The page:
Skip to main content

Assessment of the Effects of Environmental Concentrations of Microplastics on the Aquatic Snail Potamopyrgus antipodarum


Microplastics are ubiquitous in aquatic ecosystems. They can be found at the surface, in the water column, and in sediments. Multiple negative impacts of microplastics on aquatic organisms have been reported, with most studies focusing on marine ecosystems. However, the effects of microplastics on freshwater ecosystems have been less studied, with a few studies focusing on benthic invertebrates. In this study, we exposed the New Zealand mud snail Potamopyrgus antipodarum (Gray, 1843) to an environmental range of concentrations of polystyrene microparticles (size range from 0.01 to 514 µm at 100, 500, and 1000 mg microplastics/kg dry weight (dw) of sediment) and two supra-environmental concentrations (2000 and 4000 mg/kg dw sediment). The impacts of the exposure to microplastics on mortality, behavior, and reproduction were assessed at long-term exposure (31 days). Mortality and reproduction were not significantly affected by microplastics. On the contrary, most of the microplastic treatments altered the behavior, causing a significant increase in reaction time compared with controls (0 mg microplastics/kg dw sediment). The highest concentration (4000 mg/kg) did not have an impact on the reaction time over the experimental period compared with controls. To our knowledge, this study is the first to assess the effects of microplastics on the behavior of the aquatic snail P. antipodarum. Our results showed that at environmental concentrations, the behavior of P. antipodarum was the most sensitive variable to the adverse effects of polystyrene microplastics.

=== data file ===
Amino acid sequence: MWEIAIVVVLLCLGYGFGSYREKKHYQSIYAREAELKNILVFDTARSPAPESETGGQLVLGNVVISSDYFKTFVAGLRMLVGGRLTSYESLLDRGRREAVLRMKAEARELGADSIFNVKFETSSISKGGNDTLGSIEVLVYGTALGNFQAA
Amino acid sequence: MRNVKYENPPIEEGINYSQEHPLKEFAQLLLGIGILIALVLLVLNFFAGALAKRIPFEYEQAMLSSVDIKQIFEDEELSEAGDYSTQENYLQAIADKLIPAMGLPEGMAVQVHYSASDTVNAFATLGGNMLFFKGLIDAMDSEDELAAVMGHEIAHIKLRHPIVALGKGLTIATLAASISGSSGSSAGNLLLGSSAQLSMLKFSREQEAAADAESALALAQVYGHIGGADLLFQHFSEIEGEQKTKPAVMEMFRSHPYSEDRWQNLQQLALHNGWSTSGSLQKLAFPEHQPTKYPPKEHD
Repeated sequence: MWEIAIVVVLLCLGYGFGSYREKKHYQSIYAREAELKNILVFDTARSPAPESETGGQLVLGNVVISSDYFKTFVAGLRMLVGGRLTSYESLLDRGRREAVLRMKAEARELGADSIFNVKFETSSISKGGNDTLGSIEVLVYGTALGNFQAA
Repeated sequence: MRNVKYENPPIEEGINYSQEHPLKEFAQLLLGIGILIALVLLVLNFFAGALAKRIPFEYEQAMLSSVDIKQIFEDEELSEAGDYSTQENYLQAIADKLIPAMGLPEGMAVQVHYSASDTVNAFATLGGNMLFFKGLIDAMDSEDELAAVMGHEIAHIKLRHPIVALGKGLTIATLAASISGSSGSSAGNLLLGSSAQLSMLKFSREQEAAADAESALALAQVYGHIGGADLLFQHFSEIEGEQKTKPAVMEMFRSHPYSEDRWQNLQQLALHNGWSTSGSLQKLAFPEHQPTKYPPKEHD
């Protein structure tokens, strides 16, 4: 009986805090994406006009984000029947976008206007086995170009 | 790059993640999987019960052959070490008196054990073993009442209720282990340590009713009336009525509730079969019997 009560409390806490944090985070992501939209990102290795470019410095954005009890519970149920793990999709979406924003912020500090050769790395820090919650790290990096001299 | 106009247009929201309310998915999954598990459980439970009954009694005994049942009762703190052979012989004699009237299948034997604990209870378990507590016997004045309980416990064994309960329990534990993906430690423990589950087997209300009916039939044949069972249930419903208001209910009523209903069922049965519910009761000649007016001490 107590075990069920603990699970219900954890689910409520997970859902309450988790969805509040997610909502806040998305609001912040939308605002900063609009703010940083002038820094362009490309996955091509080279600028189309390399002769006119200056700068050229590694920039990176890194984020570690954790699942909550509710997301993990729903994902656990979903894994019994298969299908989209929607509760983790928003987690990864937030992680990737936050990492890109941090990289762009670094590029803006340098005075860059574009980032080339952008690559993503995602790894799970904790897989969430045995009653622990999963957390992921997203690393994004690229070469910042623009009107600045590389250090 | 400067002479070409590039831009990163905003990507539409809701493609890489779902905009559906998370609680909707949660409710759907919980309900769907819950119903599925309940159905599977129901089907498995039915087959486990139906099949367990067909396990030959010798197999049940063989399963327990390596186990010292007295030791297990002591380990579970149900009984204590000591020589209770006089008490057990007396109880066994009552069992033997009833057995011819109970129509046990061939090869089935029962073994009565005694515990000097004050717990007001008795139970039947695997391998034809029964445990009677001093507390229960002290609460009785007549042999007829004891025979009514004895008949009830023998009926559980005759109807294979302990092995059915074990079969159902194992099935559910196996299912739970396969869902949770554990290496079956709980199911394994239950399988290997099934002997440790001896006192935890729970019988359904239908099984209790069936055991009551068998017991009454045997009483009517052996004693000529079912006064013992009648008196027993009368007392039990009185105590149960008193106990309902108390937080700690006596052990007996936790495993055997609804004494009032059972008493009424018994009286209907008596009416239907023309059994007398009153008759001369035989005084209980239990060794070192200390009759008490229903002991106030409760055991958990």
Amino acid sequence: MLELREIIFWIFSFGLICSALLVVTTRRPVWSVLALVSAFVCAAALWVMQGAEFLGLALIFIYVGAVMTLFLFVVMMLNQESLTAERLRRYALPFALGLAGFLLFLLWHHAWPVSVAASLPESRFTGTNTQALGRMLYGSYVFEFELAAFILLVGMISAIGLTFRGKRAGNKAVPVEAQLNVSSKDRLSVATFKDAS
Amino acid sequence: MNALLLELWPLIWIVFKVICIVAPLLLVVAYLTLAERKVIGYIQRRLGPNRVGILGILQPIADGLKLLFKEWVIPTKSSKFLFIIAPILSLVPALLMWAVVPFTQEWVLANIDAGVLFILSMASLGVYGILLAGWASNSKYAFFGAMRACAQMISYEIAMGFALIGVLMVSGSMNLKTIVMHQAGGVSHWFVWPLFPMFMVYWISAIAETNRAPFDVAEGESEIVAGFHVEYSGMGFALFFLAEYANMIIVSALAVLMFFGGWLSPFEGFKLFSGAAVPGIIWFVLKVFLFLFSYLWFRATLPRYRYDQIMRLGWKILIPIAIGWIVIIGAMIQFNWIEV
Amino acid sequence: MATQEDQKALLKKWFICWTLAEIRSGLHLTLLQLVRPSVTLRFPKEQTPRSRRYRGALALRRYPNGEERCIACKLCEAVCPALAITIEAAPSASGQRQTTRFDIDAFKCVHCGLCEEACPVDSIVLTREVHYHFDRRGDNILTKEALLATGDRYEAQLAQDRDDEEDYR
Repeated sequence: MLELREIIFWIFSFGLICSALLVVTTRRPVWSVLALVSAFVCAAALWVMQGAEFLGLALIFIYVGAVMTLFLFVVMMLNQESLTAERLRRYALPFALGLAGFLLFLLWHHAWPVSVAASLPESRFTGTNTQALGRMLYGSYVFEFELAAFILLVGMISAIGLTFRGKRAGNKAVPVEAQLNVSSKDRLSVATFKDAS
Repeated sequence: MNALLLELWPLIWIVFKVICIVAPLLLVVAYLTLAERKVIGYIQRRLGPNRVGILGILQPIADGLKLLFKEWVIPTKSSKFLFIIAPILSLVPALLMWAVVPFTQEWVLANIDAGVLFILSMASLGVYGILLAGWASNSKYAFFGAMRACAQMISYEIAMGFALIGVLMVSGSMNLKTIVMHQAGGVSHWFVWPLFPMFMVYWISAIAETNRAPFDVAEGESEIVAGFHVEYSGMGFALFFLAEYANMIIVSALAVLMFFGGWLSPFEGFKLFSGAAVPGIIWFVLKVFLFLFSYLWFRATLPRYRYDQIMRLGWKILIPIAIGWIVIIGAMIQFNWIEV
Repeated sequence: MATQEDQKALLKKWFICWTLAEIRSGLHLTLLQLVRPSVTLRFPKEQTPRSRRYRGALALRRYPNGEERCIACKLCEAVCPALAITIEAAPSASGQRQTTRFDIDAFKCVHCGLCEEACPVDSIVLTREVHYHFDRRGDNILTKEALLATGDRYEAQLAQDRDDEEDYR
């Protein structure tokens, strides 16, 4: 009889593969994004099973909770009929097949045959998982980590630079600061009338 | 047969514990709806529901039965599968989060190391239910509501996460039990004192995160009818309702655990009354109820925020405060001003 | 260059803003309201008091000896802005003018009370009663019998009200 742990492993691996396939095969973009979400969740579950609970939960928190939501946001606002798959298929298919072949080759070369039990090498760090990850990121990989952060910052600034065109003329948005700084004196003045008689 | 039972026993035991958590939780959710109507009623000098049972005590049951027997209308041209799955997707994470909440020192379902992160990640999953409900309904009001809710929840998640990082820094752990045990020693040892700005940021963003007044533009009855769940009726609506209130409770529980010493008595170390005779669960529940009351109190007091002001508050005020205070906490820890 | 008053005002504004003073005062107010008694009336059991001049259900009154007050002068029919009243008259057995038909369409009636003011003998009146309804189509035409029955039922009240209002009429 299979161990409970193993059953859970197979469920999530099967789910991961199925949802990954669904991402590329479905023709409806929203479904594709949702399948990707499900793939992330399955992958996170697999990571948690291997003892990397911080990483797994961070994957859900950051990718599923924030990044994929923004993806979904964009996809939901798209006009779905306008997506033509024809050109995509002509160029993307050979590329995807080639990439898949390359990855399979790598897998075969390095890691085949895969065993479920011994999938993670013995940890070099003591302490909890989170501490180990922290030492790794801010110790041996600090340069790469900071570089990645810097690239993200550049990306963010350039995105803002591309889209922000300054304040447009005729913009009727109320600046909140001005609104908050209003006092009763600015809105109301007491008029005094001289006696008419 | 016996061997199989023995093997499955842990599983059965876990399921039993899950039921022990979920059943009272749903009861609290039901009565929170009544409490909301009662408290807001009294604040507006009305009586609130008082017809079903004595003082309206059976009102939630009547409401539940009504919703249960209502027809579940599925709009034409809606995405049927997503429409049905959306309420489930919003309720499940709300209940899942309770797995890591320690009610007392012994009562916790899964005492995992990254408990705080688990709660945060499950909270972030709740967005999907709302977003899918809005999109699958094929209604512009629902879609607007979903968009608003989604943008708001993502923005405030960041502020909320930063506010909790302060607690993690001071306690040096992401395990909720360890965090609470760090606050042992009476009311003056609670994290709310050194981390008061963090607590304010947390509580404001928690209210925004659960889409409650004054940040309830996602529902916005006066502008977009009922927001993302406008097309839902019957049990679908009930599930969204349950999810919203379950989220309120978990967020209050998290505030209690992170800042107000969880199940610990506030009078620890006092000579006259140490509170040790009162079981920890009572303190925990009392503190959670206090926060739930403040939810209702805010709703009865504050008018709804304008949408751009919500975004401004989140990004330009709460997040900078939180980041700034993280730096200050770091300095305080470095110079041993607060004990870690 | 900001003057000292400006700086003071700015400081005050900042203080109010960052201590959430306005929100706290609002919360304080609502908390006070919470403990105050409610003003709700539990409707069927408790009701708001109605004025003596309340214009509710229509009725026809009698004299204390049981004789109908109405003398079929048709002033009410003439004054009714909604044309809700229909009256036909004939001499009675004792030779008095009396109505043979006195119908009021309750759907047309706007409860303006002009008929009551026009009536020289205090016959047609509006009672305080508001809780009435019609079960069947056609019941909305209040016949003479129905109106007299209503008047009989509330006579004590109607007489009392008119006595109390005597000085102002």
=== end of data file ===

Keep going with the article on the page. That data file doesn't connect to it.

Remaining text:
Since mass production of plastics began in the 1940s, millions of tons of plastic are produced each year worldwide, and a significant amount ends up in aquatic ecosystems (Burns & Boxall, 2018; Cole et al., 2011). Besides, because of their physical and chemical properties, the complete breakdown of plastic in the environment can take centuries (Cole et al., 2011). Because of these issues, there is a significant increase in the number of plastics in aquatic ecosystems (León-Muez et al., 2020). This fact may increase the potentially harmful effects of plastics on the structure and the function of aquatic ecosystems (Burns & Boxall, 2018; Eerkes-Medrano & Thompson, 2018; Gouin et al., 2019). Additionally, the potential risk to human health has also risen in the last years (Burns & Boxall, 2018; Gouin et al., 2019).

Due to several environmental factors, such as mechanical forcing or photochemical action, larger plastic items may disintegrate into smaller particles (< 5 mm), which are known as microplastics (MPs) (Arthur et al., 2009; Thompson et al., 2004). MPs generated from these processes are known as secondary microplastics. However, this is not the only source of generation of MPs, as they are also directly manufactured (Au et al., 2015). These are known as primary microplastics.